No violence occurred. No bloodshed. One KKK member became overheated and the image that was plastered all over social media was nothing short of amazing: a black state trooper helping the KKK member. It didn’t matter that this man was part of a hate group, one that hated the trooper’s race.
You see, a lot of us here don’t necessarily see the color of the skin.
Point 4: Here, at the beginning of October, quite possibly the worst natural disaster strikes in the rains and floods that devastated parts of the state. It was termed the 1000 Year Rains.
A buddy of mine, his name is Greg, and he is an amateur weatherman. The entire week leading up to the rains that fell (in some places as much as 20 inches in less than 24 hours), Greg was sending out text bulletins to people on his weather list. He constantly said things were shaping up to be historic. Greg, you are awesome, and thank you for the warnings. All week long I got to see weather maps and hear his thoughts on what could happen. But this is South Carolina. How often do weathermen, professional or otherwise, get it right?
Then it actually happened.
The rains came. The floods followed. Roads were wiped out. Bridges were damaged. Houses were destroyed. Devastation is the only word I can use for what happened. Maybe catastrophic is a better word.
It was crazy. There was mass looting. There were people panicking. There was pillaging. Ummm…no, there wasn’t. But let me tell you what there was: there were men in john boats going down streets that just hours before cars would have traveled along, searching for people in need, pulling people from houses or from their roofs. Police and firefighters and EMS workers and civilians alike were doing their best to save people from harm.
In the aftermath, many people had lost so much, and yes, over a dozen folks lost their lives. But then the most awesome thing happened. Even while it still rained, people began donating money and food and basic items to churches and charities and Harvest Hope. Money donations were given to aid in the recovery. Above all of that, the people of South Carolina banded together. Volunteers came from every walk of life to help those with flood damage, to help them gather up what was left of their stuff and help them move away or help them begin the clean-up. They were there to give hugs and comfort and to say prayers and offer up whatever help they could give. Hundreds of thousands of bottles of water were given out to people who had no water.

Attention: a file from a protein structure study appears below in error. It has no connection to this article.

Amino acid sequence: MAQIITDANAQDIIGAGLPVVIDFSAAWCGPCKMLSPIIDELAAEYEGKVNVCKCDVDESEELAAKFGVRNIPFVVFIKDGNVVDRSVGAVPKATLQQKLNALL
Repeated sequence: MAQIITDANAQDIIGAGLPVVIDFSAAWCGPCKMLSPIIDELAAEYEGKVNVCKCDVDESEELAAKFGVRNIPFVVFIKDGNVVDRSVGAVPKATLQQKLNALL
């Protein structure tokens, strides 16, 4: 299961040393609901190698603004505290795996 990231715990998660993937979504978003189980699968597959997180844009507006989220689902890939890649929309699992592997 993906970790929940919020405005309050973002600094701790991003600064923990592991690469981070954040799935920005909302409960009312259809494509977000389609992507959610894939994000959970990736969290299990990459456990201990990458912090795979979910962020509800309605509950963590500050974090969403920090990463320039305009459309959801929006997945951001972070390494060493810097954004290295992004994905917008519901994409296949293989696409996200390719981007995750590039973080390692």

It didn’t matter what color you were or what your religious beliefs were or which political party you associated yourself with or even what status you held in the community. What mattered was, do you need help? If so, we’re here for you.
An entire state came together and it was brother and sister and nothing else mattered.
There wasn’t much by the way of looting. From my understanding there were six people arrested for looting. Six. And the government has already said that those six folks will be prosecuted and given the maximum sentence possible. Six people. That’s all.
You know, South Carolina may not be known for much more than our Famously Hot Summers and a few statistics that may or may not matter, but when the chips are down, well, let’s just say other states can take notes on how this fine state that I live in acted swiftly for justice, forgave the brutality of a mass killing, kept the possible uproars and riots at bay and came together when disaster struck.
We’re still recovering. It’s a long road. People are hurting.
I think my buddy, Keith, put it best when we talked about this the other night. “This could be God’s way of unifying us.”
Maybe, my friend.
South Carolina. I was born and raised here. I lay my head down every night here. I met my wife here. I work and contribute to society here. I’m proud to be a South Carolinian.
This is South Carolina. We are SC Strong and that’s something to be proud of.
Until we meet again, my friends, be kind to one another.